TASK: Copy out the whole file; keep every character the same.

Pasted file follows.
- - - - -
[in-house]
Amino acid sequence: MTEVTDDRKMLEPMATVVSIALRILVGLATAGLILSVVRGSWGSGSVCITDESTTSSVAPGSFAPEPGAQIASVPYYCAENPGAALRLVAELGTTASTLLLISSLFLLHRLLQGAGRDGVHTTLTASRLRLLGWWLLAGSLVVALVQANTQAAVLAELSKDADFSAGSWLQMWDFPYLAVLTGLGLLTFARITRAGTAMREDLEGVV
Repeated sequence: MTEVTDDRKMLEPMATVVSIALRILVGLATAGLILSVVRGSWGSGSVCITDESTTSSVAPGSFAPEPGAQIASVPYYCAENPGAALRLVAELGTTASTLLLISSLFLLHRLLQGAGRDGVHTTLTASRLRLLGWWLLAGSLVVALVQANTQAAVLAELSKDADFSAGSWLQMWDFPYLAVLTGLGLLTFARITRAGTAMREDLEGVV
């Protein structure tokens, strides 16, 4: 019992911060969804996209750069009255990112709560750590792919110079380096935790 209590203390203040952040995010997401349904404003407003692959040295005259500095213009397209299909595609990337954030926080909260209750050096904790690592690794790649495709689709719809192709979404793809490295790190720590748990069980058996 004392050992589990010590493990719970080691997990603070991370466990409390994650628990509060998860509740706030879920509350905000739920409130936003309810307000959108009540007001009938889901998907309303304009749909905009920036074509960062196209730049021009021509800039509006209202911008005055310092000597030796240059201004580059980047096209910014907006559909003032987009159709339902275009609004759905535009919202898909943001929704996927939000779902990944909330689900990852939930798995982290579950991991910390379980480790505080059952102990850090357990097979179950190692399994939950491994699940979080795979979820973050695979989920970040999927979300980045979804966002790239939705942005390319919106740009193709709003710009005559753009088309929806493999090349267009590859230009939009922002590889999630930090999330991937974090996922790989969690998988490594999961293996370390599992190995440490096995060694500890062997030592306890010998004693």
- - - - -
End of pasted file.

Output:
[in-house]
Amino acid sequence: MTEVTDDRKMLEPMATVVSIALRILVGLATAGLILSVVRGSWGSGSVCITDESTTSSVAPGSFAPEPGAQIASVPYYCAENPGAALRLVAELGTTASTLLLISSLFLLHRLLQGAGRDGVHTTLTASRLRLLGWWLLAGSLVVALVQANTQAAVLAELSKDADFSAGSWLQMWDFPYLAVLTGLGLLTFARITRAGTAMREDLEGVV
Repeated sequence: MTEVTDDRKMLEPMATVVSIALRILVGLATAGLILSVVRGSWGSGSVCITDESTTSSVAPGSFAPEPGAQIASVPYYCAENPGAALRLVAELGTTASTLLLISSLFLLHRLLQGAGRDGVHTTLTASRLRLLGWWLLAGSLVVALVQANTQAAVLAELSKDADFSAGSWLQMWDFPYLAVLTGLGLLTFARITRAGTAMREDLEGVV
């Protein structure tokens, strides 16, 4: 019992911060969804996209750069009255990112709560750590792919110079380096935790 209590203390203040952040995010997401349904404003407003692959040295005259500095213009397209299909595609990337954030926080909260209750050096904790690592690794790649495709689709719809192709979404793809490295790190720590748990069980058996 004392050992589990010590493990719970080691997990603070991370466990409390994650628990509060998860509740706030879920509350905000739920409130936003309810307000959108009540007001009938889901998907309303304009749909905009920036074509960062196209730049021009021509800039509006209202911008005055310092000597030796240059201004580059980047096209910014907006559909003032987009159709339902275009609004759905535009919202898909943001929704996927939000779902990944909330689900990852939930798995982290579950991991910390379980480790505080059952102990850090357990097979179950190692399994939950491994699940979080795979979820973050695979989920970040999927979300980045979804966002790239939705942005390319919106740009193709709003710009005559753009088309929806493999090349267009590859230009939009922002590889999630930090999330991937974090996922790989969690998988490594999961293996370390599992190995440490096995060694500890062997030592306890010998004693």